Voice can be an elusive concept but we tend to throw the term around freely.

We’re looking for a fresh voice.
It’s important to develop your voice.
We also hide it in the middle of a list of similarly vague terms.

Pay attention to the tone, mood, voice and style.
Make sure your style, tone and voice are consistent.

What is voice? Ask half a dozen writers and you could get at least six different answers.

I am giving you mine. I have two – the author’s voice and the character’s voice.

THE AUTHOR’S VOICE
The easiest way for me to define the author’s voice is with a visual.

Let’s pretend your story is a stack of pancakes. The ingredients you put into your pancakes – flour, egg, milk, salt,
butter (blueberries?) – are the elements of your story. You combine plot, characters, dialogue, setting, conflict and
resolution and throw the mixture into a pan, a little at a time. It cooks; you turn, fiddle and adjust the heat. When they
are golden brown and your mouth is watering, you flip them onto a plate and admire the steaming stack. Your story
is complete. Or is it?

You take your first bite, expecting culinary perfection. It’s okay, but something’s missing.

Voice.

Voice is the rich, delicious syrup that soaks into the crevices and the pores of your story and flavours the entire
experience.

Three tips for finding your author’s voice

Be yourself.
Your voice is your personality. It’s how you creep into your stories and become familiar to your
readers. This may have to do with the topics you choose to write about, your structure, characters, language or
even settings. Your voice is as unique as you are.

Choose topics or storylines that are important to you. Avoid writing a book because it’s a hot topic and you think it
might sell. If you have no interest in werewolves, don’t even try it. They will not cooperate. If small aliens and their
quest to levitate bore you, run away. It won’t work for you.

If, however, you have dreamt about a fantasy world where children are in charge, adults follow orders and dopey St.
Bernards take care of all menial labour, create it. If it means something to you and you love the story, the concept
and the possibilities, dive in. You have found something you can be passionate about and it will be apparent in your
writing.  

Write as you speak. This can be difficult at first and often intimidating, but trust yourself. You are the only person
who can write like you.

A great way to practice this is with free writing. Write for at least ten minutes a day. Let your thoughts pour onto the
page without censure, editing or even spellchecking. Your quest is not to find correctness, but your voice. You may
write in short bursts of emotion or with languid thoughts leading lazily into the next. Your writing will be unfettered
with insecurity or fear as no one will ever see this.  The more you practice, the stronger your voice will become.  

Speak to your audience. Once you’ve found your voice, it’s important to be able to alter it slightly to suit your
readers.

You probably wouldn’t write a letter to your in-law’s like this:

Yo!

Thanks for the shirt.

T.

Your twelve year old daughter might be a little confused if you left the following note on the fridge.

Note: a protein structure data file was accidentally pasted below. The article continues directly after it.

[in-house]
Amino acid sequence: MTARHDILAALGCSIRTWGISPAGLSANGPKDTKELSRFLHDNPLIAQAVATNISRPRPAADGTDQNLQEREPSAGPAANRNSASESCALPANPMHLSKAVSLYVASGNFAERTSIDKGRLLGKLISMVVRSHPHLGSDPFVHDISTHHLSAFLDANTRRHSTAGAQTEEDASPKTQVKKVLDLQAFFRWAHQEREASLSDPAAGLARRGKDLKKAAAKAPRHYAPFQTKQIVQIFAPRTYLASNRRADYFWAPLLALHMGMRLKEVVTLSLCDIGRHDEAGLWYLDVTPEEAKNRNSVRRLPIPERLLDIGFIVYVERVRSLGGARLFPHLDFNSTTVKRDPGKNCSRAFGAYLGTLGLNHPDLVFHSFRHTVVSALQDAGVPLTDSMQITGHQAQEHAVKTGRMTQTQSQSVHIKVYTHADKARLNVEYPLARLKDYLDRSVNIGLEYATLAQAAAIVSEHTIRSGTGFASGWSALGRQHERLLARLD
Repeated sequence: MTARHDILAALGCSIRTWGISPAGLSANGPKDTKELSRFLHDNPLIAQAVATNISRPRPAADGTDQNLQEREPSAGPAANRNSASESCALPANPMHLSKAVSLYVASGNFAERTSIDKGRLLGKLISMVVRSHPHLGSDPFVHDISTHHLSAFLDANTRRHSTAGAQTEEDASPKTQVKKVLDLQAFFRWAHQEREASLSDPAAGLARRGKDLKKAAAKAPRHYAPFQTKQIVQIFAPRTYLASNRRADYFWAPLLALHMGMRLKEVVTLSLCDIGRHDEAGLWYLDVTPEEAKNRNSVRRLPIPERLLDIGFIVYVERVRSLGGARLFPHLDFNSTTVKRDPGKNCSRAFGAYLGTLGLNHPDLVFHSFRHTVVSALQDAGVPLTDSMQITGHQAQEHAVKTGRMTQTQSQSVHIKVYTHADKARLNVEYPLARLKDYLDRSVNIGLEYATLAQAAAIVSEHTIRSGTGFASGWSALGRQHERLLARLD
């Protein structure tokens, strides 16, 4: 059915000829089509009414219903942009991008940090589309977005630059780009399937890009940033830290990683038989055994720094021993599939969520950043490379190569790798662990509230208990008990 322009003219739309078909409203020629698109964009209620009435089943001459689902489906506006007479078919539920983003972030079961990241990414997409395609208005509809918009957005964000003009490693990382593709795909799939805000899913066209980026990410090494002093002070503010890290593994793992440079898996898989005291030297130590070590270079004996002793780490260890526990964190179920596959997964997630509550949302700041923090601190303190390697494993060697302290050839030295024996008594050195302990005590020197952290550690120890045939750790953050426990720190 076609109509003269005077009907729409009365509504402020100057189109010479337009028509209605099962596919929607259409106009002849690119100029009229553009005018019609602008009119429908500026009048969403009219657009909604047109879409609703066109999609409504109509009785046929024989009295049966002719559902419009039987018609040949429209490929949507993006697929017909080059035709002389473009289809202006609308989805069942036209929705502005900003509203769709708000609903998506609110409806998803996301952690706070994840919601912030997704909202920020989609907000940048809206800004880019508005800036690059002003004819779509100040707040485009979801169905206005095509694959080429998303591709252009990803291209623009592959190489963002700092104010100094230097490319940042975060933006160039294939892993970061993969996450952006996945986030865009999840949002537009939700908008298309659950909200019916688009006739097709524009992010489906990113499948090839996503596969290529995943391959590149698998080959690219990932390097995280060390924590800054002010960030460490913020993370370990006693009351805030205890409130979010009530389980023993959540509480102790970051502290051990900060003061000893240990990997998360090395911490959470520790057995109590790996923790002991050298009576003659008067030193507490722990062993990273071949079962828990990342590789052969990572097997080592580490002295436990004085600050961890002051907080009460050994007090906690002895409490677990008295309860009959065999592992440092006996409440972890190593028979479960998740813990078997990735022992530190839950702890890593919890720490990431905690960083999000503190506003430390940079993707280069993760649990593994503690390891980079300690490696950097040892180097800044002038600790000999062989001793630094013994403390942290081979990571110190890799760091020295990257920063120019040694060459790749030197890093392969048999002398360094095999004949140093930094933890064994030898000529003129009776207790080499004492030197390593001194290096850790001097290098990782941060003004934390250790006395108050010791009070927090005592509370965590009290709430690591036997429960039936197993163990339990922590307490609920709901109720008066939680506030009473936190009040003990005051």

Dear Ms Harth,
Please find your lunch in the refrigerator and your bus money on the bench. I shall have transportation waiting for
you in the agreed upon place, subsequent to your final class.
Sincerely
Mrs Harth
These are fairly extreme examples of altering a voice and usually your changes will be more subtle. But even though
you may modify your writing according to varying age and interest groups, your voice can still ring true.

A CHARACTER’S VOICE
When I finally started to develop my author’s voice, I was thrilled. But my journey was far from over. It was time to
work on my characters’ voices. My voice, as comfortable as I was with it, was not appropriate for an eight-year-old
boy with a passion for soccer. If I didn’t want all of my young characters to sound like a middle aged woman, I had to
back off and let them have their heads. I was still telling the story but I was telling it through the eyes of the main
character.
Two tips for finding your character’s voice
Know your character.
To engage your reader, it’s important to create a three-dimensional and appealing main
character. How about Evelyn? A good place to start is to get to know Evelyn as well or even better than you know
yourself. Interview her and write down her answers to your questions, keeping them for future reference.  

Ask about family, friends, home. Discover her insecurities and fears but also her dreams and wishes. Walk through
a day with Evelyn. Eat breakfast with her, recite nursery rhymes in the shower, feed the dog and chase the cat.
Feed the cat and chase the dog. Hang out with this character over a few days and find out what makes her laugh
and cry and go weak at the knees.

As you get to know Evelyn, imagine her voice inside your head. Get her to write a letter or two and write as she
speaks. When her voice is clearly in your mind, you will be able to integrate this into your story – her story.

Write through your main character’s viewpoint. Once you and Evelyn have become bosom-buddies, step aside
and make some room for her. Make sure that your readers can see, hear and experience only what Evelyn does.
Put them firmly inside Evelyn’s mind to share her thoughts and impressions. This will invite your readers to identify
closely with Evelyn and care about her. If they care about her, they will become more involved in the story.

A FINAL WORD
So what is voice?

Voice is a tool that conveys the personality of a writer or character.

How do you develop a strong and unique voice?

Be yourself. No one else can.
Voice -Vague but Vital